1. Electroweak physics at CDF

    SciTech Connect

    Nodulman, L.; CDF Collaboration

    1996-06-01

    The CDF collaboration is engaged in a broad program of electroweak measurements. The production of WW, WZ, ZZ, W{sub {gamma}}, Z{sub {gamma}} and the high mass Drell Yan charge asymmetry will be discussed, along with a status report on extracting a new W mass from the most recent 90 pb{sup {minus}1} data sample.

  2. The ϱ-ππ coupling constant in lattice gauge theory

    NASA Astrophysics Data System (ADS)

    Gottlieb, Steven; MacKenzie, Paul B.; Thacker, H. B.; Weingarten, Don

    1984-01-01

    We present a method for studying hadronic transitions in lattice gauge theory which requires computer time comparable to that required by recent hadron spectrum calculations. This method is applied to a calculation of the decay ϱ-->ππ. On leave from the Department of Physics, Indiana University, Bloomington, IN 47405, USA. Address after September 1, 1983: IBM, T.J. Watson Research Center, Yorktown Heights, NY 10598, USA.

  3. Electroweak diboson production at ATLAS

    NASA Astrophysics Data System (ADS)

    Solodkov, A.; Atlas Collaboration

    2017-07-01

    This paper is giving an overview of recent ATLAS results on the production cross sections of gauge boson pairs decaying leptonically using data from pp collisions at √{s} = 13{ TeV} for ZZ and at √{s} = 8{ TeV} for W^{±}Z and W^{±}W^{±} at the LHC at CERN. The cross sections are found to be in agreement with the expectations from the Standard Model within the estimated uncertainties. The production cross section measurements also allow for studies of anomalous triple and quartic gauge couplings for which 95% confidence level limits are set.

  4. Electroweak diboson production at ATLAS

    NASA Astrophysics Data System (ADS)

    Solodkov, A. A.

    2017-09-01

    This paper is giving an overview of recent ATLAS results on the production cross sections of gauge boson pairs decaying leptonically using data from pp collisions at √ s = 13 TeV for ZZ and at √ s = 8 TeV for W ± Z and W ± W ± at the LHC at CERN. The cross sections are found to be in agreement with the expectations from the Standard Model within the estimated uncertainties. The production cross section measurements also allow for studies of anomalous triple and quartic gauge couplings for which 95% confidence level limits are set.

  5. Electroweak baryogenesis and gravitational waves from a real scalar singlet

    NASA Astrophysics Data System (ADS)

    Vaskonen, Ville

    2017-06-01

    We consider a real scalar singlet field which provides a strong first-order electroweak phase transition via its coupling to the Higgs boson, and gives a C P violating contribution on the top quark mass via a dimension-6 operator. We study the correlation between the baryon-to-entropy ratio produced by electroweak baryogenesis, and the gravitational wave signal from the electroweak phase transition. We show that future gravitational wave experiments can test, in particular, the region of the model parameter space where the observed baryon-to-entropy ratio can be obtained even if the new physics scale, which is explicit in the dimension-6 operator, is high.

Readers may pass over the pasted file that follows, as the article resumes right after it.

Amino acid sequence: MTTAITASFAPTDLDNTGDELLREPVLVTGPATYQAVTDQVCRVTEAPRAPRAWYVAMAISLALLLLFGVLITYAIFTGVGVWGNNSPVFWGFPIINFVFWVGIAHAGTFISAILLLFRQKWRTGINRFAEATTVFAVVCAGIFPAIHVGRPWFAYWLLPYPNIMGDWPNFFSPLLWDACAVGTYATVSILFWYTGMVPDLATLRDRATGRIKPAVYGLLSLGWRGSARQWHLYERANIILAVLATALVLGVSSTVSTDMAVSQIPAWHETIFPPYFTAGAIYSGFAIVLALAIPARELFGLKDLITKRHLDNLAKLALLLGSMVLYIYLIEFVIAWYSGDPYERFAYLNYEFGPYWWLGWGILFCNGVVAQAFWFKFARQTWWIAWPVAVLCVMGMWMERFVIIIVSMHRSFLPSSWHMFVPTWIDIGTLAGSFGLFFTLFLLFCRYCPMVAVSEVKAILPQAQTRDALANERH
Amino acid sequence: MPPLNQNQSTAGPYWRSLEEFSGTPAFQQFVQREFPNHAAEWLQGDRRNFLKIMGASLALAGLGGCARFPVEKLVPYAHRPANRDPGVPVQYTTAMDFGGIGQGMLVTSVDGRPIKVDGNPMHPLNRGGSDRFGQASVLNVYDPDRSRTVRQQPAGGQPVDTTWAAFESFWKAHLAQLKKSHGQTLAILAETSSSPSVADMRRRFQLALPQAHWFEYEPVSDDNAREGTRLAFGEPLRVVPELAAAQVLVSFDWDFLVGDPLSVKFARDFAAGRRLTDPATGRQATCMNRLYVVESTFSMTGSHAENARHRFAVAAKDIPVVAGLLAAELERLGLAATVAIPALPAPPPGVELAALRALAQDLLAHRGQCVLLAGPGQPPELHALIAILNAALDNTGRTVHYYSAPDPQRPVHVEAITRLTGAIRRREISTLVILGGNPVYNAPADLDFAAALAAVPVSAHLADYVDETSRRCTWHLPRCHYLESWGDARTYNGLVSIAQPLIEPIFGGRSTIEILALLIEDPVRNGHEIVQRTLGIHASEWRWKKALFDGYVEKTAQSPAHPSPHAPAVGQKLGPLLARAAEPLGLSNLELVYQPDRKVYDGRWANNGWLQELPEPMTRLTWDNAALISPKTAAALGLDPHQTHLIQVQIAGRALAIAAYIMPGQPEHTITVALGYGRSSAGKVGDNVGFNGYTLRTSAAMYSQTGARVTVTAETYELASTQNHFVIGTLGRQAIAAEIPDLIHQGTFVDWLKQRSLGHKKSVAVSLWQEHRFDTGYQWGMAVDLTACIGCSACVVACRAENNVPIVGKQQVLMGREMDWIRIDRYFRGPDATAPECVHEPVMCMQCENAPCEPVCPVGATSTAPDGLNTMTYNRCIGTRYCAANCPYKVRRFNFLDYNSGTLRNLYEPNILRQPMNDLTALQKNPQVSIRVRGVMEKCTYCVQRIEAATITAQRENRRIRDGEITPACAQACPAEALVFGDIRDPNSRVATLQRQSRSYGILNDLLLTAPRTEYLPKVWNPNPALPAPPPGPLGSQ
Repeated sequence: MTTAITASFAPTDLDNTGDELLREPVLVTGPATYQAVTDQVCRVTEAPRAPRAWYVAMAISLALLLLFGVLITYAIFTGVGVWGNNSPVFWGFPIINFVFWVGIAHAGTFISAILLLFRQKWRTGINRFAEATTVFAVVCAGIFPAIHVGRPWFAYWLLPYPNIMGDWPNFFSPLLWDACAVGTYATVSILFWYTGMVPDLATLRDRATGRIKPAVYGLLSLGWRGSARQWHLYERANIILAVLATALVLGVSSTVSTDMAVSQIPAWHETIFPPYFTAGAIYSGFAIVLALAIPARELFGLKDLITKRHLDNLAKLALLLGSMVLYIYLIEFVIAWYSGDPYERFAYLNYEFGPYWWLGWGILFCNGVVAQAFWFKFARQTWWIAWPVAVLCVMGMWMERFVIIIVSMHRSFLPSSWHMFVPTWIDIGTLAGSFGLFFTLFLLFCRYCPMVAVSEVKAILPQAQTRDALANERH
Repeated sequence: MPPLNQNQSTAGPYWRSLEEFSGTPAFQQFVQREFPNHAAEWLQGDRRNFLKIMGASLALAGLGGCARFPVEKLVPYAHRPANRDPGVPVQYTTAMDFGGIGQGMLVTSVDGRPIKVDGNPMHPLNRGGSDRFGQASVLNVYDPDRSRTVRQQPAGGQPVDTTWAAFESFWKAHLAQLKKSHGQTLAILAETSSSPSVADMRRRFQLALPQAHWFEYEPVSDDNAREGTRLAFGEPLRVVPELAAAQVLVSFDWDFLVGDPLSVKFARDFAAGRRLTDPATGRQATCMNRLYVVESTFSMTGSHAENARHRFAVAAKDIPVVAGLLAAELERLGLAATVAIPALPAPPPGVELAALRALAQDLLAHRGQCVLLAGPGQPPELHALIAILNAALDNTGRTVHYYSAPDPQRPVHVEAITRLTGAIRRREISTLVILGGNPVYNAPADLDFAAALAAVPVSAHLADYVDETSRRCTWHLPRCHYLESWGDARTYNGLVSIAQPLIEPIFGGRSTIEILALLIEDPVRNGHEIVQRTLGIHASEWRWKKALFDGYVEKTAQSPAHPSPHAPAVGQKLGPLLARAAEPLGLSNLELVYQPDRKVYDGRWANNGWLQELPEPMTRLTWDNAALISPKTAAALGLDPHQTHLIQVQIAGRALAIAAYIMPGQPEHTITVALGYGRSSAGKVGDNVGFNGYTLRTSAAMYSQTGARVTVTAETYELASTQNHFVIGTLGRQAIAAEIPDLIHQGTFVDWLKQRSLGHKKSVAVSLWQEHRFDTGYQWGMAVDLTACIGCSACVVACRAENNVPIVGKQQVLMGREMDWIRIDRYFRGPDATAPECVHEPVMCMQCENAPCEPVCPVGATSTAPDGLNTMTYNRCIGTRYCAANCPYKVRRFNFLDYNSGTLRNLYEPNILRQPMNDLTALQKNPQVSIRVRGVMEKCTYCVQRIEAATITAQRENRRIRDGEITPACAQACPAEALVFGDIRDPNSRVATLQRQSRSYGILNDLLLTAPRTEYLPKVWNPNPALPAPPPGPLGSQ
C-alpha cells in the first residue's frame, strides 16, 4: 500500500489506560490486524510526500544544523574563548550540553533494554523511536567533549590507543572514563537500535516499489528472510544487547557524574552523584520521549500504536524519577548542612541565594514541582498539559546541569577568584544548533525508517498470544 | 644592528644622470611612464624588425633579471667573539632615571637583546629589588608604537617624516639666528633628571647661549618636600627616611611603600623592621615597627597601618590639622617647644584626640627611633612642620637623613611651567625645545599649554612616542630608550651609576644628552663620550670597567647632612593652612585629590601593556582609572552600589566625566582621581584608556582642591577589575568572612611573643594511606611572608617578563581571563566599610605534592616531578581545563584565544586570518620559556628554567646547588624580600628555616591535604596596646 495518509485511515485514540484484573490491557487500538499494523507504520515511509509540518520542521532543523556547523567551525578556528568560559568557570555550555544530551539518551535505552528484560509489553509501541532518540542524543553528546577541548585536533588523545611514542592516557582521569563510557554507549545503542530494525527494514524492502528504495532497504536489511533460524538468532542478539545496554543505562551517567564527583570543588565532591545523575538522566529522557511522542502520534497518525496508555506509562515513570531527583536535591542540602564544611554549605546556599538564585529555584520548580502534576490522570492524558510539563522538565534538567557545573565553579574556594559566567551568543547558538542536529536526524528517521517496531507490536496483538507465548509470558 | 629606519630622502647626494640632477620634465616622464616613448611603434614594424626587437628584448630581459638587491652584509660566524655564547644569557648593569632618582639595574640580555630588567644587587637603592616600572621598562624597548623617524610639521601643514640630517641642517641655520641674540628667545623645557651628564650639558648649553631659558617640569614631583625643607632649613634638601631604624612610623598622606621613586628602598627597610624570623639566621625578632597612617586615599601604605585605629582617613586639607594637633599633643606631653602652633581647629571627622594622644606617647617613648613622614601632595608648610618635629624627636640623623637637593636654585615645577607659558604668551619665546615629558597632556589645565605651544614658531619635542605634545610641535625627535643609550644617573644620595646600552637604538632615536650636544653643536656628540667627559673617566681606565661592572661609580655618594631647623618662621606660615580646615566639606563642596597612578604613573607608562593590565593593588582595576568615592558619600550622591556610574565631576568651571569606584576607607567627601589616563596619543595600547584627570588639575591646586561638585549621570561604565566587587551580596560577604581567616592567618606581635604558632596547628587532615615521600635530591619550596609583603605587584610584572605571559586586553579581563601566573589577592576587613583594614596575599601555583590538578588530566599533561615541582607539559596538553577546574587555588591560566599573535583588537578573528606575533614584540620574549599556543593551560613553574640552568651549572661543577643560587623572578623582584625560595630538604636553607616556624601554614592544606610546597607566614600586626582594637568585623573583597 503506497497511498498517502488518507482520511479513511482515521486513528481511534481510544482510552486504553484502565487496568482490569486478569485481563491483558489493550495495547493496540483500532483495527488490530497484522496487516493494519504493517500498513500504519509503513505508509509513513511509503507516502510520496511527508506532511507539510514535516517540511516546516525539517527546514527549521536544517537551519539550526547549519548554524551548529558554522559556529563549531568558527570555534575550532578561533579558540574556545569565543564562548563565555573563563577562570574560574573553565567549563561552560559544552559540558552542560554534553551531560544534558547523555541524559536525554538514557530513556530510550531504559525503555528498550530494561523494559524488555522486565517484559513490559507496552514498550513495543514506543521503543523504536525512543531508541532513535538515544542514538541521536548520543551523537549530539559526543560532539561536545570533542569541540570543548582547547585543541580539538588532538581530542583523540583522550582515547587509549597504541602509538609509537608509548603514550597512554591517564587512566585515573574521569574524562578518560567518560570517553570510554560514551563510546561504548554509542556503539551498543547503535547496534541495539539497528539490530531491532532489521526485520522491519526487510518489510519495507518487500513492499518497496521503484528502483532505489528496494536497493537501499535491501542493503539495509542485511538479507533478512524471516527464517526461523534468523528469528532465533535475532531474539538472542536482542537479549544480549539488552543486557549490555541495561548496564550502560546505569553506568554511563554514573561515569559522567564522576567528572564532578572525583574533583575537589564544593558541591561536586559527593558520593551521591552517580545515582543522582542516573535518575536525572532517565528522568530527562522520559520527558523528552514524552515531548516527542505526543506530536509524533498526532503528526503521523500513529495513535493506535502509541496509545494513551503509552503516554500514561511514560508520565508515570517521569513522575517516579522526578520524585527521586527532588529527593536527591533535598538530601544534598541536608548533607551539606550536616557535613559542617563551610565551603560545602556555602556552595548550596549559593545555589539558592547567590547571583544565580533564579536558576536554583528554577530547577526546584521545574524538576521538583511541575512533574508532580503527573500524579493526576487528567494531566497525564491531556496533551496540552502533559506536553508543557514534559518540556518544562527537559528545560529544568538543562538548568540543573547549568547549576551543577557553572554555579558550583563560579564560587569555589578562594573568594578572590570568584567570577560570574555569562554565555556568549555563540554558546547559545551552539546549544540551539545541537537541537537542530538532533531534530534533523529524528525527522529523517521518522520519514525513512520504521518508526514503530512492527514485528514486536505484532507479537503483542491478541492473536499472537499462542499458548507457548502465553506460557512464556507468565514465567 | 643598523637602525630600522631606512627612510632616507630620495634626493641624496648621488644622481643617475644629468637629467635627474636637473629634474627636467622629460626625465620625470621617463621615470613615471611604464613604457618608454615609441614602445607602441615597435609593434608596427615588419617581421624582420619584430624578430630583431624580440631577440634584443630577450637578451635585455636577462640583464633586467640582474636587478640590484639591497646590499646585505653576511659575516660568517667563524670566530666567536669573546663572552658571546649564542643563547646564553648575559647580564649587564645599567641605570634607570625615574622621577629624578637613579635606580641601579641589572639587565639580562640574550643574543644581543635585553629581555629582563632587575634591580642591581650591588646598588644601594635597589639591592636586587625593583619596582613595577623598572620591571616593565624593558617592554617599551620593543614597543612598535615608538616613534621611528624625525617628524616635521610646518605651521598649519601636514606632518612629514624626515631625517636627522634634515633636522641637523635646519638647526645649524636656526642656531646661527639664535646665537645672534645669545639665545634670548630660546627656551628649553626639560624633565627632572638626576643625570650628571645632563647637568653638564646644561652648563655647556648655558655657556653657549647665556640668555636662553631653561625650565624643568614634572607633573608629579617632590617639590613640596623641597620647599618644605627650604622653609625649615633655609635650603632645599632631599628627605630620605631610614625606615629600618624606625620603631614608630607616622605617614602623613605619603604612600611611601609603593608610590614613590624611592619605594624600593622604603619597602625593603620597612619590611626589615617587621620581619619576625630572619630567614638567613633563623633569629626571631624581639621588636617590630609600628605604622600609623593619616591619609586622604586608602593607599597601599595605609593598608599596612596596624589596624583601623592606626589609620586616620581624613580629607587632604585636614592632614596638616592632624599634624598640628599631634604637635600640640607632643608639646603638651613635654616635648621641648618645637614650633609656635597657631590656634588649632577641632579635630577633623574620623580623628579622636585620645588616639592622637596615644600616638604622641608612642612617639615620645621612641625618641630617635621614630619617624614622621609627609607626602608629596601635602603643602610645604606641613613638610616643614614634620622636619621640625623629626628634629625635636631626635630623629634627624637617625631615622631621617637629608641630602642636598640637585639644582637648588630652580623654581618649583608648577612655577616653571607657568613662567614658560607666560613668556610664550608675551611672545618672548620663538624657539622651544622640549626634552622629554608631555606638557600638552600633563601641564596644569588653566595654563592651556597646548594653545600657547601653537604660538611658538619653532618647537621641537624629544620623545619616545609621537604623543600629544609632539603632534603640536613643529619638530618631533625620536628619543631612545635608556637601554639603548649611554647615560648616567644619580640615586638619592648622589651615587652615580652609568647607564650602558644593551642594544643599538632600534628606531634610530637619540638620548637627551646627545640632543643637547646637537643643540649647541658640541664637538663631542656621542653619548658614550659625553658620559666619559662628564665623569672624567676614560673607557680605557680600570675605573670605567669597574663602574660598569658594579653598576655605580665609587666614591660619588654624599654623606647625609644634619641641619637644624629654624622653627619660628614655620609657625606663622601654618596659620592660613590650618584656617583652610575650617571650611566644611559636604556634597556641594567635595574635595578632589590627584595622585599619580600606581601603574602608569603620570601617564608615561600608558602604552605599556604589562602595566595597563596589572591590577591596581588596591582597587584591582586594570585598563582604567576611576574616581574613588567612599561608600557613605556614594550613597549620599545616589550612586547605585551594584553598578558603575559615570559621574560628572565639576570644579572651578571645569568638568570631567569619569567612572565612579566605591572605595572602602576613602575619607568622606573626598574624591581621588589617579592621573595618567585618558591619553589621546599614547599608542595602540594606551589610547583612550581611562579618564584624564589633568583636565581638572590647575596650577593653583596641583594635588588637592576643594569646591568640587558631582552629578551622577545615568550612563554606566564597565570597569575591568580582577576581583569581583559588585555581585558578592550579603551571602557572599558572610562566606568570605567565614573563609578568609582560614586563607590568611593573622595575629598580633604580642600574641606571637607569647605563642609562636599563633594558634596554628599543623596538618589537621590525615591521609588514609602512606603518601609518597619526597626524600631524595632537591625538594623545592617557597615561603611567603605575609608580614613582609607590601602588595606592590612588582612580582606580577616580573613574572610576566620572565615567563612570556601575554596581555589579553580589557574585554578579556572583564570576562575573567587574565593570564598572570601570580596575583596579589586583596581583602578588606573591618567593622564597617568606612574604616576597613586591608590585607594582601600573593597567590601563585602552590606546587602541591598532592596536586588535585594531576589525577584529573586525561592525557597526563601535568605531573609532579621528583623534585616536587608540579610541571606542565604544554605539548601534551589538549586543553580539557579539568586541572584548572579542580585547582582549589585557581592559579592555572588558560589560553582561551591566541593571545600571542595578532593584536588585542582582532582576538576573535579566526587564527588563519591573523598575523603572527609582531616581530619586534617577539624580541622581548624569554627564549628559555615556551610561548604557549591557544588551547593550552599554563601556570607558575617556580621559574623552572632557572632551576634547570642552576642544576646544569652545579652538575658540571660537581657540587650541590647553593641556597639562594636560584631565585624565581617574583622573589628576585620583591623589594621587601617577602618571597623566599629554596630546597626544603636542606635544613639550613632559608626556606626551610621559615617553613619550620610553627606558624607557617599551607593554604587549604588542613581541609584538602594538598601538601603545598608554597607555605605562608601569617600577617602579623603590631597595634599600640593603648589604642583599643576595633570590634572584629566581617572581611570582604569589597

6. Production of Electroweak Bosons at Hadron Colliders: Theoretical Aspects

    NASA Astrophysics Data System (ADS)

    Mangano, Michelangelo L.

    2016-10-01

    Since the W± and Z0 discovery, hadron colliders have provided a fertile ground, in which continuously improving measurements and theoretical predictions allow to precisely determine the gauge boson properties, and to probe the dynamics of electroweak and strong interactions. This article will review, from a theoretical perspective, the role played by the study, at hadron colliders, of electroweak boson production properties, from the better understanding of the proton structure, to the discovery and studies of the top quark and of the Higgs, to the searches for new phenomena beyond the Standard Model.

  7. Review of Physics Results from the Tevatron. Electroweak Physics

    DOE PAGES

    Kotwal, Ashutosh V.; Schellman, Heidi; Sekaric, Jadranka

    2015-02-17

    We summarize an extensive Tevatron (1984–2011) electroweak physics program that involves a variety of W and Z boson precision measurements. The relevance of these studies using single and associated gauge boson production to our understanding of the electroweak sector, quantum chromodynamics and searches for new physics is emphasized. Furthermore,we discuss the importance of the W boson mass measurement, the W/Z boson distributions and asymmetries, and diboson studies. We also highlight the recent Tevatron measurements and prospects for the final Tevatron measurements.

  8. Effective theory for electroweak doublet dark matter

    NASA Astrophysics Data System (ADS)

    Dedes, A.; Karamitros, D.; Spanos, V. C.

    2016-11-01

    We perform a detailed study of an effective field theory which includes the standard model particle content extended by a pair of Weyl fermionic SU(2) doublets with opposite hypercharges. A discrete symmetry guarantees that a linear combination of the doublet components is stable and can act as a candidate particle for dark matter. The dark sector fermions interact with the Higgs and gauge bosons through renormalizable d =4 operators, and nonrenormalizable d =5 operators that appear after integrating out extra degrees of freedom above the TeV scale. We study collider, cosmological and astrophysical probes for this effective theory of dark matter. We find that a weakly interacting dark matter particle with a mass nearby the electroweak scale, and thus observable at the LHC, is consistent with collider and astrophysical data only when fairly large magnetic dipole moment transition operators with the gauge bosons exist, together with moderate Yukawa interactions.